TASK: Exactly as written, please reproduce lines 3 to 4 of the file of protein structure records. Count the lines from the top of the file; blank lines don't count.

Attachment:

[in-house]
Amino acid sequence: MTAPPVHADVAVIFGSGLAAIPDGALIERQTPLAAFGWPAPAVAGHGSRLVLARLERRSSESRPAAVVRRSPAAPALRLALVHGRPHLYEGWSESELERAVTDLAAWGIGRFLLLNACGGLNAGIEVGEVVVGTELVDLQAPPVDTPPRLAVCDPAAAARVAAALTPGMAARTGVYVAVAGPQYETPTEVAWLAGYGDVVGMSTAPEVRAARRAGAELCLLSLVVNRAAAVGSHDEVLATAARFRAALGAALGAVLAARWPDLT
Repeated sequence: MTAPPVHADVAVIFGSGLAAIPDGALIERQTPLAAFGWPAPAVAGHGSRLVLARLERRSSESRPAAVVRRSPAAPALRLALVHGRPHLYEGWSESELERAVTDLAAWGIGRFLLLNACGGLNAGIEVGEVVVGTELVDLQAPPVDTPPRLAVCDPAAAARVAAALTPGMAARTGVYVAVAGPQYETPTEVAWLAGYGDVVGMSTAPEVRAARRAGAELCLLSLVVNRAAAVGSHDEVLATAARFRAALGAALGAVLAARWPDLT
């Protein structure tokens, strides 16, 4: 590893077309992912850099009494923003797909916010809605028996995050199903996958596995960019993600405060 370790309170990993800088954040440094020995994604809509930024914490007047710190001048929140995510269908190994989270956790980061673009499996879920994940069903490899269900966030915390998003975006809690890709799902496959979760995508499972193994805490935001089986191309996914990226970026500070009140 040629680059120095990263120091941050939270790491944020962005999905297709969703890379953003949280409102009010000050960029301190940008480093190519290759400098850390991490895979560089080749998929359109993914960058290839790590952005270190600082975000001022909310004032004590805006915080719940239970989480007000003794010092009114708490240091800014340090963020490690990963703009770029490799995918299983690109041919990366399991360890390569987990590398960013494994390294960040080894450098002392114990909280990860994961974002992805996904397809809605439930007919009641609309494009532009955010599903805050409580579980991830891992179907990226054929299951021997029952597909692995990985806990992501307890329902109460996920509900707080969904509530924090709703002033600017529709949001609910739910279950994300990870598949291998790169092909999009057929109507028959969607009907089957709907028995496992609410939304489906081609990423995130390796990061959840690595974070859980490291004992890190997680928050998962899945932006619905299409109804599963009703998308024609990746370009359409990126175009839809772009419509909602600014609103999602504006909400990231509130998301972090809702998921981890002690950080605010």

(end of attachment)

Repeated sequence: MTAPPVHADVAVIFGSGLAAIPDGALIERQTPLAAFGWPAPAVAGHGSRLVLARLERRSSESRPAAVVRRSPAAPALRLALVHGRPHLYEGWSESELERAVTDLAAWGIGRFLLLNACGGLNAGIEVGEVVVGTELVDLQAPPVDTPPRLAVCDPAAAARVAAALTPGMAARTGVYVAVAGPQYETPTEVAWLAGYGDVVGMSTAPEVRAARRAGAELCLLSLVVNRAAAVGSHDEVLATAARFRAALGAALGAVLAARWPDLT
């Protein structure tokens, strides 16, 4: 590893077309992912850099009494923003797909916010809605028996995050199903996958596995960019993600405060 370790309170990993800088954040440094020995994604809509930024914490007047710190001048929140995510269908190994989270956790980061673009499996879920994940069903490899269900966030915390998003975006809690890709799902496959979760995508499972193994805490935001089986191309996914990226970026500070009140 040629680059120095990263120091941050939270790491944020962005999905297709969703890379953003949280409102009010000050960029301190940008480093190519290759400098850390991490895979560089080749998929359109993914960058290839790590952005270190600082975000001022909310004032004590805006915080719940239970989480007000003794010092009114708490240091800014340090963020490690990963703009770029490799995918299983690109041919990366399991360890390569987990590398960013494994390294960040080894450098002392114990909280990860994961974002992805996904397809809605439930007919009641609309494009532009955010599903805050409580579980991830891992179907990226054929299951021997029952597909692995990985806990992501307890329902109460996920509900707080969904509530924090709703002033600017529709949001609910739910279950994300990870598949291998790169092909999009057929109507028959969607009907089957709907028995496992609410939304489906081609990423995130390796990061959840690595974070859980490291004992890190997680928050998962899945932006619905299409109804599963009703998308024609990746370009359409990126175009839809772009419509909602600014609103999602504006909400990231509130998301972090809702998921981890002690950080605010």